I don’t know if anyone is still reading this blog, but I wanted to write about the outcome of my project, how GSoC went for me and my future plans related to the project.
In case anyone reading this didn’t know, I was working on Inferno authentication, in particular the SPKI infrastructure for Inferno. I completed the project successfully, and produced the following:
- An implementation of Inferno authentication for Plan 9 and p9p - A SPKI verifier which can produce Inferno certificates - A SPKI version of keyfs which stores keys and certificates securely, and allows these to be queried - A command which creates SPKI certificates to form part of a chain of delegation of authority - I also adapted a program written by my mentor Charles to create a module which performs SPKI reduction.
I’d like to say how GSoC was from the perspective of someone who was never involved in open source development before. In general, I felt that GSoC went well for me. I started off slowly because I found it very difficult to become familiar with Plan 9 and Inferno so quickly since I’d never heard of them until earlier this year. I think this was the main thing I’d change - if I did this again I’d try my best to prepare more. I also should have asked my mentor more questions - at first I was afraid to ask many things in case the questions were stupid. On the other hand, after a few weeks I started working a lot more quickly and I really learned a huge amount during the project, not just about Plan 9/Inferno but also about development and managing a project in general. Overall, I think I produced more useful code than I had expected at the start.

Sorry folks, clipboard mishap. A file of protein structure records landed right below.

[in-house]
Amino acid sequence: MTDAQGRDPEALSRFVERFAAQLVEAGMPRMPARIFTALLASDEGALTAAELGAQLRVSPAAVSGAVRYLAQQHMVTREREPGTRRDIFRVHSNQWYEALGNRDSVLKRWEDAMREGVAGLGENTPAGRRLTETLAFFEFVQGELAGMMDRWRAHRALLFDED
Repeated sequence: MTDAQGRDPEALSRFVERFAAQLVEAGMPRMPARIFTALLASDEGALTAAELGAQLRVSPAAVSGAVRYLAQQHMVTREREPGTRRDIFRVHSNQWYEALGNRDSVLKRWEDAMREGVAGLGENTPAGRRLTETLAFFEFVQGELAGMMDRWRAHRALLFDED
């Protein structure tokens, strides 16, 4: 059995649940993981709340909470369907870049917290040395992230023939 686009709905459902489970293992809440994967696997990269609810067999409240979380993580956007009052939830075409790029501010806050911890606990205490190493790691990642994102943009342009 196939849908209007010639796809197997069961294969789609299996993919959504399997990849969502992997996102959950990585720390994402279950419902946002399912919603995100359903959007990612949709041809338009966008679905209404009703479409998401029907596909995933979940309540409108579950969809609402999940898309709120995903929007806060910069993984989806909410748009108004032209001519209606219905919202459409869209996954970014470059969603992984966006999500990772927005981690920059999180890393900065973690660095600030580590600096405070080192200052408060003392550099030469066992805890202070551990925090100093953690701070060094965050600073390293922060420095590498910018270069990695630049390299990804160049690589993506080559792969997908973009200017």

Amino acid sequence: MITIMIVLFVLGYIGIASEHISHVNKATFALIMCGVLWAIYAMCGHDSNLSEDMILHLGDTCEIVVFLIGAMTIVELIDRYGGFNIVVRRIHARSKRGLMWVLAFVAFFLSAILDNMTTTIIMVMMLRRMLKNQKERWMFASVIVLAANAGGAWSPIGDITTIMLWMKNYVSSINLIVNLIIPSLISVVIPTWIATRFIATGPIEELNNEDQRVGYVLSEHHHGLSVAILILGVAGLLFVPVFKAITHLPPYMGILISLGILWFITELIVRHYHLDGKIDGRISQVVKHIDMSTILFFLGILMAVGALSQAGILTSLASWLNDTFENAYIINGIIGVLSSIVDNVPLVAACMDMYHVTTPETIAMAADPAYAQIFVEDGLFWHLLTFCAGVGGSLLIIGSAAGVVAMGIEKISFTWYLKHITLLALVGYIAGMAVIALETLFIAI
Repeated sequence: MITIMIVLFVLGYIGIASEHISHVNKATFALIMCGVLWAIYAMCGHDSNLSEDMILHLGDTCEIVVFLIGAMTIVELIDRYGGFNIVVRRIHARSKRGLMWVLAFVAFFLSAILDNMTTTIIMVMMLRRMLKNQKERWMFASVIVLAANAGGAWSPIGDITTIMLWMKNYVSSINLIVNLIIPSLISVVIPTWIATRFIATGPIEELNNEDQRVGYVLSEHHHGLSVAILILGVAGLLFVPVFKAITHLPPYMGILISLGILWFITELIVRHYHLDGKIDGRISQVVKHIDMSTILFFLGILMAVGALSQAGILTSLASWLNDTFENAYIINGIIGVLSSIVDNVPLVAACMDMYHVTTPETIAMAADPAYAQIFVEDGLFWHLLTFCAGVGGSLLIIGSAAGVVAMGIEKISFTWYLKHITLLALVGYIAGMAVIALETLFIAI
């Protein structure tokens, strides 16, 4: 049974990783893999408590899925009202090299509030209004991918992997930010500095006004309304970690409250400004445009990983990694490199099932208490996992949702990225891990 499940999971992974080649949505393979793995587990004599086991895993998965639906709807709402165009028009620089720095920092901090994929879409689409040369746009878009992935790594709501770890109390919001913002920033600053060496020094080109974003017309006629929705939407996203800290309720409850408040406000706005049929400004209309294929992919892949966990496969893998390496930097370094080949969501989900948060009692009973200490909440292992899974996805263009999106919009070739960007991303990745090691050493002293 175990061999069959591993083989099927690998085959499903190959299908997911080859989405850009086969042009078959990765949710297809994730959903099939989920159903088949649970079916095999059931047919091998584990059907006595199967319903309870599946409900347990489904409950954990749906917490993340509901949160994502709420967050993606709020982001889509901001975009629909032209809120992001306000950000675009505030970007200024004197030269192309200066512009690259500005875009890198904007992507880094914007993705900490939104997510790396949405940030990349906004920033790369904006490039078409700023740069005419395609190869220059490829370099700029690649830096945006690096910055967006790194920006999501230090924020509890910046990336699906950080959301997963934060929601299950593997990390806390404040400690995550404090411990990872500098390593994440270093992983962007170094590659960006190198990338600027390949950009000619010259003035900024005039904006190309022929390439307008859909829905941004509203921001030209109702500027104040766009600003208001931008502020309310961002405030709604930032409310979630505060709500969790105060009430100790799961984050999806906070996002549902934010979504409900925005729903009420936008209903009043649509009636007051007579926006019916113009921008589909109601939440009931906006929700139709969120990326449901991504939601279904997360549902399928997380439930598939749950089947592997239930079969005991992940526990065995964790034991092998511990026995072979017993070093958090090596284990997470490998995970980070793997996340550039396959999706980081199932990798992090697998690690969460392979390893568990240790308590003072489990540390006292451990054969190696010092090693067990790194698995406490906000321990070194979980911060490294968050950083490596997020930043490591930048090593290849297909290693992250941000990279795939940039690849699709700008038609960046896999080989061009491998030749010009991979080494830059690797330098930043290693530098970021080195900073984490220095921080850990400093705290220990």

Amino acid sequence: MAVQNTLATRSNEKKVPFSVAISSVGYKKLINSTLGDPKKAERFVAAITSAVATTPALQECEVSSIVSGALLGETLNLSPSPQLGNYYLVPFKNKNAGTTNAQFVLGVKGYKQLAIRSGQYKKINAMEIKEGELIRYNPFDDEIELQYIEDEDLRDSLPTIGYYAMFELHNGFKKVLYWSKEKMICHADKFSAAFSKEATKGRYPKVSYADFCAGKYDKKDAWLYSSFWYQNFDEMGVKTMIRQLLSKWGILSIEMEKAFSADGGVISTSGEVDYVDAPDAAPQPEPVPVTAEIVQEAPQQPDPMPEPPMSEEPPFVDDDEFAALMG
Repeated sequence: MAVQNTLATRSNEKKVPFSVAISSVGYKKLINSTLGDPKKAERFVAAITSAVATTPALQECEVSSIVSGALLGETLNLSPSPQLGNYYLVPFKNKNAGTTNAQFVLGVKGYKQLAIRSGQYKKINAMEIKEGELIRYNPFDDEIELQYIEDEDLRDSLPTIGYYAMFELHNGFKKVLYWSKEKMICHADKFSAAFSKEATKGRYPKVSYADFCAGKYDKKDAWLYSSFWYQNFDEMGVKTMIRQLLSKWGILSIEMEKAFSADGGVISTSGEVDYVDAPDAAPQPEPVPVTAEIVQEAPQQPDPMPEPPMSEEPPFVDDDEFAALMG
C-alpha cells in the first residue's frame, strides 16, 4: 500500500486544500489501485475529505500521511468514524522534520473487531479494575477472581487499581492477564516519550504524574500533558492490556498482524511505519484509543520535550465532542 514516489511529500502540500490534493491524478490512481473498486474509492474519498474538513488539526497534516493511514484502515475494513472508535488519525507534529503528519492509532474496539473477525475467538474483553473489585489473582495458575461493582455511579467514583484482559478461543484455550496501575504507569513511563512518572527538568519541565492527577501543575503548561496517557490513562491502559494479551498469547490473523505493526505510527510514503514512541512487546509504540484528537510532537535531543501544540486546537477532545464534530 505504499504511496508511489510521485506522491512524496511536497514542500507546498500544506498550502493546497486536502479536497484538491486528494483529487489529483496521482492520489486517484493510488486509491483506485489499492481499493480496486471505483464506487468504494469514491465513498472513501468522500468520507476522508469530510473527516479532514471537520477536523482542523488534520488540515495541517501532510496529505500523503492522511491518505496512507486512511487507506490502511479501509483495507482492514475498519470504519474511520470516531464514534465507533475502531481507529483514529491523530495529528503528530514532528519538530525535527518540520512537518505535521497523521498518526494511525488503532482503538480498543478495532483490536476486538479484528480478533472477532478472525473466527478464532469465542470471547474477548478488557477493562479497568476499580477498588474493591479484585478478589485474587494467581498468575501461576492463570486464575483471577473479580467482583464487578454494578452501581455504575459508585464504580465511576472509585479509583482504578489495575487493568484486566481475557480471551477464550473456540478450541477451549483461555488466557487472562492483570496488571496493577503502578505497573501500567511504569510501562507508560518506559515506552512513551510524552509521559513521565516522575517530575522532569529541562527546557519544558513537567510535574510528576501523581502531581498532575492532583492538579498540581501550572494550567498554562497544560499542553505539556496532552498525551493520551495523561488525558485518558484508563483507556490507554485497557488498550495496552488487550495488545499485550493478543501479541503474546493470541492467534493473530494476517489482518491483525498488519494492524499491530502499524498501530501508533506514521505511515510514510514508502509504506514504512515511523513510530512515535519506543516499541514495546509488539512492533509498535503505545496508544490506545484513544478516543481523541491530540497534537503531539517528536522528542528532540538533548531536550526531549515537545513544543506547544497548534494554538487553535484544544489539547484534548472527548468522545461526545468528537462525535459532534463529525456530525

In future, I intend to continue to work on improving or fixing the code I have written this summer, if necessary. However, I also want to become actively involved in the development of Plan 9 and Inferno, and contribute as much as possible to these projects. This includes both work related to my project and also totally different work, since I have a lot of ideas. I guess I’ll post to the relevant mailing lists when I want to work on something.